Marianne Vormann about her kidney-on-a-chip research
"Always looking for new ways to mimic human tissues even closer"
Marianne started working on the development of kidney-on-a-chip models shortly after MIMETAS had been founded. Her research focusses on the proximal tubule, a region of the kidney involved in absorption and secretion of compounds. Many medicines that cause kidney damage, have their effect on the proximal tubule.
“What’s really cool about the proximal tubule model in the OrganoPlate® is that I can access the tubules from the apical and basolateral sides separately”, Marianne explains, “This allows me to study tissue properties based on the molecules that cells secrete and transport. I can also use different apical and basal culture media. In this way, I can optimize the tissue microenvironment to resemble the in vivo situation.”
Marianne considers her research a one-of-a-kind job: “As a researcher at MIMETAS, I’m constantly at the forefront of today’s tissue-modeling capabilities. I can spearhead this field that develops faster than you can imagine. Most things we’re doing at MIMETAS are not yet possible anywhere else. It’s exciting to always look for new ways to mimic human tissues even closer.”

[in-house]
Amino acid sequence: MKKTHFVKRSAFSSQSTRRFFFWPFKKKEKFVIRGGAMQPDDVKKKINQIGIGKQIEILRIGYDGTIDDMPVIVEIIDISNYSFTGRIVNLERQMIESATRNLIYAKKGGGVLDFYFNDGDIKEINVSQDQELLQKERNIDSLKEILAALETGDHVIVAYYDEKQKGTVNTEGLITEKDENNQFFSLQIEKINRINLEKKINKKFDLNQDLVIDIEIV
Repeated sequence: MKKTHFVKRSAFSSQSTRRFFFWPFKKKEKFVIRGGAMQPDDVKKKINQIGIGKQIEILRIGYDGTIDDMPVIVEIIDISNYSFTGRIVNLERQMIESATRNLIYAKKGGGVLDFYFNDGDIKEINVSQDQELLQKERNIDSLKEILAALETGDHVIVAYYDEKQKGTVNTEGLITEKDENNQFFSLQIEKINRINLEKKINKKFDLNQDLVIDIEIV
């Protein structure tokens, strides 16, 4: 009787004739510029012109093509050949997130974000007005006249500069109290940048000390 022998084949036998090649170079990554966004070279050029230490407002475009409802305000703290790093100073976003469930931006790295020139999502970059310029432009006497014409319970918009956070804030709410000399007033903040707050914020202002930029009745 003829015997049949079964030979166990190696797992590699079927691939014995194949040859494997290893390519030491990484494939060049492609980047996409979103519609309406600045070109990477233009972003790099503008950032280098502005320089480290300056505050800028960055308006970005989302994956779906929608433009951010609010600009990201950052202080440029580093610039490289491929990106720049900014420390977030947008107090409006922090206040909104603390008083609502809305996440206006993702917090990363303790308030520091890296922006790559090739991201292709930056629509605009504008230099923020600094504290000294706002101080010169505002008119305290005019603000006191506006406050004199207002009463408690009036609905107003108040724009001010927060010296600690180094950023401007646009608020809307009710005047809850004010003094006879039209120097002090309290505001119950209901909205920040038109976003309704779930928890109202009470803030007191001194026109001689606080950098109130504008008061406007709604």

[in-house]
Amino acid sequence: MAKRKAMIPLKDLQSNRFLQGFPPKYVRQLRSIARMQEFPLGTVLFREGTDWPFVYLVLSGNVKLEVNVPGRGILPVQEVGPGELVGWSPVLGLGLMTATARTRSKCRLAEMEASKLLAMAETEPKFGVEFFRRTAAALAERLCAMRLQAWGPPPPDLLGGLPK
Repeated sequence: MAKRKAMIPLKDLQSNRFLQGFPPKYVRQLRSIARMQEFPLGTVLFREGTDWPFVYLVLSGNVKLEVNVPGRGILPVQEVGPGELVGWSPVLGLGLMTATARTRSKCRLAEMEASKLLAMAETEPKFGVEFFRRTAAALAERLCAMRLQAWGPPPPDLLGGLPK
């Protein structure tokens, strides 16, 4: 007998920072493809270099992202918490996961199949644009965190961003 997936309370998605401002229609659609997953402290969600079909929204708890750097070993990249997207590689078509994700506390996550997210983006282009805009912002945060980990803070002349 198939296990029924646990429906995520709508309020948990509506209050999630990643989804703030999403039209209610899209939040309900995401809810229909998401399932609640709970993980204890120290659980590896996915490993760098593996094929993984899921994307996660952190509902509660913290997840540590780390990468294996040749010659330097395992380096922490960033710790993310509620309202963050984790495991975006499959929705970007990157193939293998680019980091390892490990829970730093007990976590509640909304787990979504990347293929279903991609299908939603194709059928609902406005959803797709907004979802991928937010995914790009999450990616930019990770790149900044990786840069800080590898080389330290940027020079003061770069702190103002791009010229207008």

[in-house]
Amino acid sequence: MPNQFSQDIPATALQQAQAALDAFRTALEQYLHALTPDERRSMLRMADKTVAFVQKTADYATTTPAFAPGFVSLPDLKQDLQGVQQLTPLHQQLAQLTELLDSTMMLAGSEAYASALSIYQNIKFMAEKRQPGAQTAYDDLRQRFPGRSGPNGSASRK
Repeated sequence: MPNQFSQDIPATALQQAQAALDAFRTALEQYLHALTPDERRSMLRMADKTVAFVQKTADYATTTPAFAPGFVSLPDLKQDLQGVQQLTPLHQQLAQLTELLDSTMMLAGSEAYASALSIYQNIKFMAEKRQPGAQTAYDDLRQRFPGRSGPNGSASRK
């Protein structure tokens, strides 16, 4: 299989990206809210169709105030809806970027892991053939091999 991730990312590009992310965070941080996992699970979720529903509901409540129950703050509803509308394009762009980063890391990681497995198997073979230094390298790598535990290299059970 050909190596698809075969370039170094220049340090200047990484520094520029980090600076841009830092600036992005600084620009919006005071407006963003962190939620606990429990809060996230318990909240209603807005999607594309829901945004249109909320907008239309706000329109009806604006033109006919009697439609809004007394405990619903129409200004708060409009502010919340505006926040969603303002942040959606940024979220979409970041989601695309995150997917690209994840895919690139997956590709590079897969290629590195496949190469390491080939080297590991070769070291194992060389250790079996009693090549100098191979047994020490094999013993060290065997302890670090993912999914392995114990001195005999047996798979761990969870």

“I hope that my research contributes to better drug safety predictions, while reducing the number of laboratory animals needed. Once my kidney model is finished, it would be great to combine it with other tissue models, ultimately maybe even in a body-on-a-chip. In this way, we can study systemic effects and for example effects of drug-metabolites. My dream is that my human tissue models will ultimately lead to safer and more affordable medicines.”